The recent presidential “election” in Russia creates some interesting moral conundrums for the rest of the democratic world. One could be forgiven for wondering whether things have really improved for those living in the largest country within the former Soviet Union since the heady days of Mikhail Gorbachev’s perestroika. It is indeed true that Vladimir Putin’s Russia is by and large a friend of the broader West, at least, much more so than was the case when the Communist Party controlled the Soviet Union. And yet, he is, in a not dissimilar way to Pervez Musharraf in Pakistan, a dictator. He personally wields a truly disgusting amount of power for a single individual, ruling over such a large country.
The latest, blatantly obvious manifestation of Putin’s near-monarchical control of his power base is the Russian presidential election, won convincingly (numerically speaking) and yet unconvincingly (transparent process-wise) by the President’s chosen candidate, Dmitry Medvedev. Putin, of course, is continuing on in true dictatorial style as Prime Minister, where one would think he will likely continue to pull the nation’s strings. As David Hearst comments in the Guardian, Medvedev is somewhat stuck between a rock and a hard place in his new role:
But even greater danger lies in Medvedev being too successful and becoming his own man. For then, he will be sucking both limelight and power away from his political master and that is a dangerous thing to do, unless Putin agrees to it first and is planning his early retirement. There is no indication that he is. In the short term at least, Medvedev has to steer a middle course between failure and success. He has to be competently mediocre.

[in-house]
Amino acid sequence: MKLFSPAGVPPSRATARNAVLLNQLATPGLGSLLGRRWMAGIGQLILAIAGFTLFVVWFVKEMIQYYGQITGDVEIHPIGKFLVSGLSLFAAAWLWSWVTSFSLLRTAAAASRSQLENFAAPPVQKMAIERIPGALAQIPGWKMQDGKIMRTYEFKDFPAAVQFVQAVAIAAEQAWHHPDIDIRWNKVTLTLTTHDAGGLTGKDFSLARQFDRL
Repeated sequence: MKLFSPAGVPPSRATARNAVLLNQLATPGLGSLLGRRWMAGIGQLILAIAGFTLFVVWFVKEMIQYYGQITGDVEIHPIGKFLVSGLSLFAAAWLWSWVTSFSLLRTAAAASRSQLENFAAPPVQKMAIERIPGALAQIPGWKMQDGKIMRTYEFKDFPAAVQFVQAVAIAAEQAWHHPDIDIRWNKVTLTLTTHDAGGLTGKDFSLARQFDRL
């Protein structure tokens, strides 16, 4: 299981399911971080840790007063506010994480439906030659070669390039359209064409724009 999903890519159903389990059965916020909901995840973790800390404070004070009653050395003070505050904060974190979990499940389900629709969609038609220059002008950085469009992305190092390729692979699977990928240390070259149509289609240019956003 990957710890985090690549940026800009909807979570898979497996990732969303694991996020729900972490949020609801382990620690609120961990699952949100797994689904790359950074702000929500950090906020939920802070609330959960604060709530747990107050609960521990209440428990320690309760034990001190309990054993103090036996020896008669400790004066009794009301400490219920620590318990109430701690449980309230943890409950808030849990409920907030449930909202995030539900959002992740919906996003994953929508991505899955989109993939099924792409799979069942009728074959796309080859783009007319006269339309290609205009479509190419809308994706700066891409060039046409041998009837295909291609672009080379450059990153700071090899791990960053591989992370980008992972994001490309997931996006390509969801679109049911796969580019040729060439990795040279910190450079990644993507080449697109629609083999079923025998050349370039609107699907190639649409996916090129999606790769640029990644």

It will be interesting indeed to observe how the international community works with Medvedev (and Putin, his putative puppet-master) moving forwards. Gordon Brown has already extended something of a fig leaf, in the hope that relations between Russia and the United Kingdom might stand to improve as a result of this change in leadership at the top. True to form, President Bush admitted, a couple of days ago, not knowing much about Medvedev. As far as I can tell, neither Foreign Minister Stephen Smith nor Prime Minister Kevin Rudd have been asked about their thoughts on developments. One hopes that the international community takes a constructive approach, but also attempts in the most diplomatic way possible to remind Putin and Medvedev that they are not painting a particularly rosy picture of the state of Russia’s democracy with their tag-team approach to the government of the nation.